Associate Professor: Kevin Mills, Ph.D.
Associate Research Scientist: Muneer Hasham, Ph.D.
Postdoctoral Fellows: Kristin Lamont, Ph.D.
Research Assistant II: Nina Donghia, B.A.
Biomedical Technologist I: Jane Maynard
Research Administrative Assistant: Patricia Cherry
Hasham MG, Snow KJ, Donghia NM, Branca JA, Lessard MD, Stavnezer J, Shopland LS, Mills KD. 2012. AID-initiated off-target DNA breaks are detected and resolved during S-phase. J Immunol 189(5):2374-2382. PMCID: PMC3424338
Snow KJ, Wright SM, Woo Y, Titus LC, Mills KD, Shopland LS. 2011. Nuclear positioning, higher-order folding, and gene expression of Mmu15 sequences are refractory to chromosomal translocation. Chromosoma 120:61-71. PMCID: PMC3057431
Sher RB, Cox GA, Mills KD, Sundberg JP. Rhabdomyosarcomas in aging a/j mice. PLoS One 6(8):e23498. PMCID: PMC3154500
Hasham MG, Donghia NM, Coffey E, Maynard J, Snow KJ, Ames J, Wilpan RY, He Y, King BL, Mills KD. 2010. Widespread genomic breaks generated
by activation induced cytidine deaminase are prevented by homologous recombination. Nat Immunol 11(9):820-826. PMCID: PMC2930818
Maas SA, Donghia NM, Tompkins K, Foreman O, Mills KD. 2010. ARTEMIS stabilizes the genome and restrains proliferation in multipotent mesenchymal cells. BMC Biol Oct 27 [Epub ahead of print] 8(1):132. PMCID: PMC2984387
Ng SH, Maas SA, Petkov PM, Mills KD, Paigen K. 2009. Co-localization of somatic and meiotic double strand breaks near the Myc oncogene on mouse chromosome 15. Genes Chromosome Cancer 48(10):925-930. PMCID: PMC2821716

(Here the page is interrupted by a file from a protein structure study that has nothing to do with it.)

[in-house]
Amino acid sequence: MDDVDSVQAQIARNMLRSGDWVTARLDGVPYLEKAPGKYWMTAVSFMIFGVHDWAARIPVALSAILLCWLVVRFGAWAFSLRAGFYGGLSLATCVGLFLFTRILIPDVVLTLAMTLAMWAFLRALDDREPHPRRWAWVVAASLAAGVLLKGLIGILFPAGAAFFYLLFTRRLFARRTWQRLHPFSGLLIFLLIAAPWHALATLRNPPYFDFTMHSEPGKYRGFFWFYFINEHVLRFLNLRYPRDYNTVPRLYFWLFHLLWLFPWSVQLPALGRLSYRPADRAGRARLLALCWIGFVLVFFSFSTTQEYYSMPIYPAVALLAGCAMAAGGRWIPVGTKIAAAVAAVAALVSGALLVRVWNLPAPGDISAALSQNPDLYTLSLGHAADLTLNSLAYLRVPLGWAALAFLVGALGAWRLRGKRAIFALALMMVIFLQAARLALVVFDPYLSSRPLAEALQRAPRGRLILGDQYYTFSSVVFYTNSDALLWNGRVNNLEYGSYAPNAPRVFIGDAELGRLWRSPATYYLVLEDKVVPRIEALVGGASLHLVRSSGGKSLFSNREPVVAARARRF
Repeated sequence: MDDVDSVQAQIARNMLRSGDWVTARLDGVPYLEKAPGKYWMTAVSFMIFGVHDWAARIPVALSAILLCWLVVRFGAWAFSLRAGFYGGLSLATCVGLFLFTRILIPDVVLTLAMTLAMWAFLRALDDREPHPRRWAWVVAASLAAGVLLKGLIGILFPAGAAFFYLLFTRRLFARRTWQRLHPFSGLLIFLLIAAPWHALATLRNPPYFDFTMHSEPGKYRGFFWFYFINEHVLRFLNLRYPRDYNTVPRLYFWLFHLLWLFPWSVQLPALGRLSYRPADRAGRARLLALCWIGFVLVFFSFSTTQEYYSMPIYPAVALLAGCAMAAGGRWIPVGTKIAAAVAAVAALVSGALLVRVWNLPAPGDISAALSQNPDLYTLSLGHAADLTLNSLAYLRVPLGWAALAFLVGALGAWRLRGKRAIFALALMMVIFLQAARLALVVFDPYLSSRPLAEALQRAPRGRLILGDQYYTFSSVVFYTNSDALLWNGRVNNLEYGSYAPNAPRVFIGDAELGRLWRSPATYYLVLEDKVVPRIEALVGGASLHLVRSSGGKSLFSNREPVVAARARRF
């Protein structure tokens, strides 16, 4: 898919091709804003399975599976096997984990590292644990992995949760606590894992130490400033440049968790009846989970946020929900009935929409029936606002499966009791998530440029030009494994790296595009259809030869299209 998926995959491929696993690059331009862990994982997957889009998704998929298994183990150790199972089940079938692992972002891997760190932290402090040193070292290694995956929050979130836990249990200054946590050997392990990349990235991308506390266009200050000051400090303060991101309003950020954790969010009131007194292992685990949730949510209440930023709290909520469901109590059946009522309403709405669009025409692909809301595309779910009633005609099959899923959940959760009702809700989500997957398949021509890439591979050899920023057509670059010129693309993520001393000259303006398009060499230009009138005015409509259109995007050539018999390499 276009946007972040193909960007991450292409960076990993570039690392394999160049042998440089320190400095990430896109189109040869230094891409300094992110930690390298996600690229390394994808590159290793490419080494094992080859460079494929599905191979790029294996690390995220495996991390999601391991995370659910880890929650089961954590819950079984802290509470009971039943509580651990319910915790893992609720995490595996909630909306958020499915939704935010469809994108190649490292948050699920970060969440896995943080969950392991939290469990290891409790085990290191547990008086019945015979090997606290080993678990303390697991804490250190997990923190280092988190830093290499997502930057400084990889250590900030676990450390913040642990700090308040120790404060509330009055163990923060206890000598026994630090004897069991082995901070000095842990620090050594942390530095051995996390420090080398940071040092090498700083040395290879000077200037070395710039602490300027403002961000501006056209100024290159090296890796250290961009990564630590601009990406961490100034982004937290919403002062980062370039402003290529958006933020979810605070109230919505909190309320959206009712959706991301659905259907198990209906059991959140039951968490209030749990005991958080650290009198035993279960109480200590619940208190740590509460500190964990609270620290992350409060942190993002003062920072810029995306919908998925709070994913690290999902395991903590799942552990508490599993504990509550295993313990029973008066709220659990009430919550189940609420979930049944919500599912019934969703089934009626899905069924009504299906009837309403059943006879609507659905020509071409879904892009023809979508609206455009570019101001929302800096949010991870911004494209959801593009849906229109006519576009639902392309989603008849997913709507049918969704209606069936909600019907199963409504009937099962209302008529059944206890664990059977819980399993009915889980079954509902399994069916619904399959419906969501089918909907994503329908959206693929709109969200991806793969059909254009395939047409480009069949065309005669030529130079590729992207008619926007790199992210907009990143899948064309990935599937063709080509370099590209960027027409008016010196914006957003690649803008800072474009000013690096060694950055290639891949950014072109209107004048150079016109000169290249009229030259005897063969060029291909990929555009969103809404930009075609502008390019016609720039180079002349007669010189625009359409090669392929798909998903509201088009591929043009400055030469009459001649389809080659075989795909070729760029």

Singh P, Alley TL, Wright SM, Kamdar S, Schott W, Wilpan RY, Mills KD, Graber JH. 2009. Global changes in processing of mRNA 3' untranslated regions characterize clinically distinct cancer subtypes. Cancer Res 69(24):9422-9430. PMCID: PMC2794997
Wright SM, Woo YH, Alley TL, Shirley BJ, Akeson EC, Snow KJ, Maas SA, Elwell RL, Foreman O, Mills KD. 2009. Complex oncogenic translocation with gene amplification are initiated by specific DNA breaks in lymphocytes. Cancer Res 69(10):4454-460. PMCID: PMC2724672
Yuan R, Tsaih SW, Petkova SB, Evsikova CM, Xing S, Marion MA, Bogue MA, Mills KD, Peters LL, Bult CJ, Rosen CJ, Sundberg JP, Harrison DE, Churchill GA, Paigen B. 2009. Aging in inbred strains of mice: study design and interim report on median lifespans and circulating IGF1 levels. Aging Cell 8:277-287. PMCID: PMC2768517
Maas S, Caddle LB, Mills KD. 2008. Mechanisms of DNA double strand break repair in hematopoietic homeostasis and oncogenesis. In Mouse Model of Human Blood Cancers. Li S, Editor. Springer Press.
Oberdoerffer P, Michan S, McVay M, Mostoslavsky R, Vann J, Park SK, Hartlerode A, Stegmuller J, Hafner A, Loerch P, Wright SM, Mills KD, Bonni A, Yankner BA, Scully R, Prolla TA, Alt FW, Sinclair DA. 2008. SIRT1 redistribution on chromatin promotes genomic stabiliy but alters gene expression during aging. Cell 135:907-918. PMCID: PMC2853975
Caddle LB, Hasham MG, Schott W, Shirley BJ, Mills KD. 2008. Homologous recombination is necessary for normal lymphocyte development. Mol Cell Biol 28(7):2295-2303. PMCID: PMC2268416